Grayscale — Here we bleed the color out of the design, looking at what’s left. Do the areas of focus still hold up, or does the contrast between elements? We also have to make sure your original hierarchical decisions still hold up when we take out the color.

The gray scale critique method makes sure the original hierarchical decisions still hold up when we take out the color.

Intersections— Here we look at where the major lines of the page force the eye to focus. We draw the grid lines to show these focal points. A good design will ensure people can read the maximum amount of information in the minimum amount of time, typically seconds.

The intersection critique method ensure people can read the maximum amount of information in the minimum amount of time.

Contrast — Every design has intentional areas of focus, but are these areas too overpowering? Bumping up the contrast of a design can help show what areas are really jumping off the page when someone initially views the page.

The contrast critique method show what areas are really jumping off the page.

Blur — What does a design look like at a glance, without details? We have to make sure there’s a solid hierarchy and weight, and that if someone glances for a few seconds they get something valuable.

The blur critique method makes sure there's a solid hierarchy and weight.

Mirror — Here, we get a sense of how a page feels without readable copy. Areas you might not expect can jump out at you, and misalignments become more obvious.

The mirror critique method makes misalignments become more obvious.

Rotate— In an age of different devices and screens, it’s valuable to see how a page holds up on its side, or upside down. Could someone get a sense of a site if they saw it on an iPad?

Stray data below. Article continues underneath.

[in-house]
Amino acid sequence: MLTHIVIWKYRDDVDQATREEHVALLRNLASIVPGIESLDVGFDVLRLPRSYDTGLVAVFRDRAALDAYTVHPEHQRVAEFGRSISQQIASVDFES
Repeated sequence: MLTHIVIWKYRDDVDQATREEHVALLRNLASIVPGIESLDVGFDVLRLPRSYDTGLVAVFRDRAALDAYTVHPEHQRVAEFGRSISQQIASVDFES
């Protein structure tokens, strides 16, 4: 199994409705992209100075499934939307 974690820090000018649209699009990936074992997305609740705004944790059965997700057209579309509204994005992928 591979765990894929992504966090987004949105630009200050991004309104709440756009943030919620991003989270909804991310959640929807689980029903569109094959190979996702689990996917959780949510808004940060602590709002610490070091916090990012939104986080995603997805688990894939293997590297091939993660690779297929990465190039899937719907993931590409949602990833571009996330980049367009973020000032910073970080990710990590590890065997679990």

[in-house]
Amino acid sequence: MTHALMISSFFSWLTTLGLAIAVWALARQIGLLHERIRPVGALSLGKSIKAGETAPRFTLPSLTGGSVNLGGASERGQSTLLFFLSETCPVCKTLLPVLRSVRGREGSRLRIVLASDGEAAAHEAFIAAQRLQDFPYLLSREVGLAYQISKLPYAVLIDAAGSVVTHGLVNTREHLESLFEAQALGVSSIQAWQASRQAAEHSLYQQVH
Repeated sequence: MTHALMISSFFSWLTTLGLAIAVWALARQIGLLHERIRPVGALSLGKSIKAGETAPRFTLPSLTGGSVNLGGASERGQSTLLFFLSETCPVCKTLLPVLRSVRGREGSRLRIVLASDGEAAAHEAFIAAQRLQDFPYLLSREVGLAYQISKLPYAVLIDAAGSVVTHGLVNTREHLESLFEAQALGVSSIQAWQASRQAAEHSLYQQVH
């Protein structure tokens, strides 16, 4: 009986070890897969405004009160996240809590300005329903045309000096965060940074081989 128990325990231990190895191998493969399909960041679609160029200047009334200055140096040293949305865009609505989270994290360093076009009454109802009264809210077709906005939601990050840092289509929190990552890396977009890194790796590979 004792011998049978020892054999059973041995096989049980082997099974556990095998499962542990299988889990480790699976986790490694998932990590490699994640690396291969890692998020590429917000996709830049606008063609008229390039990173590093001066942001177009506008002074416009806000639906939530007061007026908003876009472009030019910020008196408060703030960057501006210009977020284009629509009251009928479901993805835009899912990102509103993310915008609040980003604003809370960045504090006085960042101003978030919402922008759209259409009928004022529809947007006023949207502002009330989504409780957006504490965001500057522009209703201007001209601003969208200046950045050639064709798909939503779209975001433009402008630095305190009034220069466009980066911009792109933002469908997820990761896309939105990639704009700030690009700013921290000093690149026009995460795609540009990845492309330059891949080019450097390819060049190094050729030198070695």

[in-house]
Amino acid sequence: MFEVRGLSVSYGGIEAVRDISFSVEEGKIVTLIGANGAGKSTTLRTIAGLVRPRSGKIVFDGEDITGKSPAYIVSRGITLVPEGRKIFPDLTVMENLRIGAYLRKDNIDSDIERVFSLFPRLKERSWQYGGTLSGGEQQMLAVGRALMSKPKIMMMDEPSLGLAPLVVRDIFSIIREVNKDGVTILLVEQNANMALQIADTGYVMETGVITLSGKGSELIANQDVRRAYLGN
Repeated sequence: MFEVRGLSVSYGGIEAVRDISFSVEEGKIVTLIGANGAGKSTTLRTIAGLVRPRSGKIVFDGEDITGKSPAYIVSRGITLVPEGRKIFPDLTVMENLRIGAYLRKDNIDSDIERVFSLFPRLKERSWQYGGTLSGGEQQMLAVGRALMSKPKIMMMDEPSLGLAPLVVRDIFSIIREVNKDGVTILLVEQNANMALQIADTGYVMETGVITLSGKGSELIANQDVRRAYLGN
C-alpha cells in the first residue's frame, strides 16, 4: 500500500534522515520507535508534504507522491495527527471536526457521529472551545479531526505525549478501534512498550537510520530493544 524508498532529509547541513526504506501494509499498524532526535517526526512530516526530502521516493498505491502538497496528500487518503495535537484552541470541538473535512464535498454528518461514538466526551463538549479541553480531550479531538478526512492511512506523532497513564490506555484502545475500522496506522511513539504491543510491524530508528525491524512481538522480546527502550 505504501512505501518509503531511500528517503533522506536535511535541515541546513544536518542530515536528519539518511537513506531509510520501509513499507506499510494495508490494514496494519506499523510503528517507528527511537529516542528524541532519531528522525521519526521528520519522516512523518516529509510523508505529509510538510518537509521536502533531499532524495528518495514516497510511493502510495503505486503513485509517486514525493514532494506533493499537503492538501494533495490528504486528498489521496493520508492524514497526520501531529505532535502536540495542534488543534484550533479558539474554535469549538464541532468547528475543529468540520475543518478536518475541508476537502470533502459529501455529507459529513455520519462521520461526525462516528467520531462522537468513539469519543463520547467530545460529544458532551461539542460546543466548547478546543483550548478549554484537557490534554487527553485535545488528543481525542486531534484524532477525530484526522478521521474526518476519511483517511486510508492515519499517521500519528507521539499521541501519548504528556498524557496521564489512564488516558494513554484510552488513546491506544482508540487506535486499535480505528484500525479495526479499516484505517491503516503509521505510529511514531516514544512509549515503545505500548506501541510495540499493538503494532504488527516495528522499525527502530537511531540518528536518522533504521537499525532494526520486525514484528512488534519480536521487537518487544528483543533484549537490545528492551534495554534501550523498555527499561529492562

The rotate critique method gives you a sense if someone could read a screen from an iPad.

50% Zoom — Here we take a look at a site as a smaller thumbnail; does the layout hold up? The best websites still get the story across at a small size. Elements should look balanced and people should still be able to get the gist of what they’re seeing. After all, we want them to click through.

The fifty percent critique method helps us determine if elements are balanced.

By altering a design, we get under the hood, seeing what actually makes it tick. This can spark ideas on how to make it even better.

The Critique on the Edge of Forever

A quality critique in Helio can be the kick in the ass that can push a team to further catapult a concept to the next level, coming up with an even-better iteration than before. Hell, you might even decide that you can move a concept or idea to the next phase of the process, either coding it up or going straight to QA with HTML. Or you might just come back for another round of critiquing.

But to make it easier on you, we have a Prototype Testing template. Simply, customize it for your needs. 

Prototype Testing

Uncover potential problem areas early in the design process to avoid expensive, band-aid fixes in development and beyond.

Use this template for:

  • Product Development
  • Get real-time critique from an actual audience
  • Gain invaluable customer feedback before committing to a full launch
Use Template

Bonus points if you can identify the science-fiction/fantasy writer whose work inspired the titles sprinkled throughout the article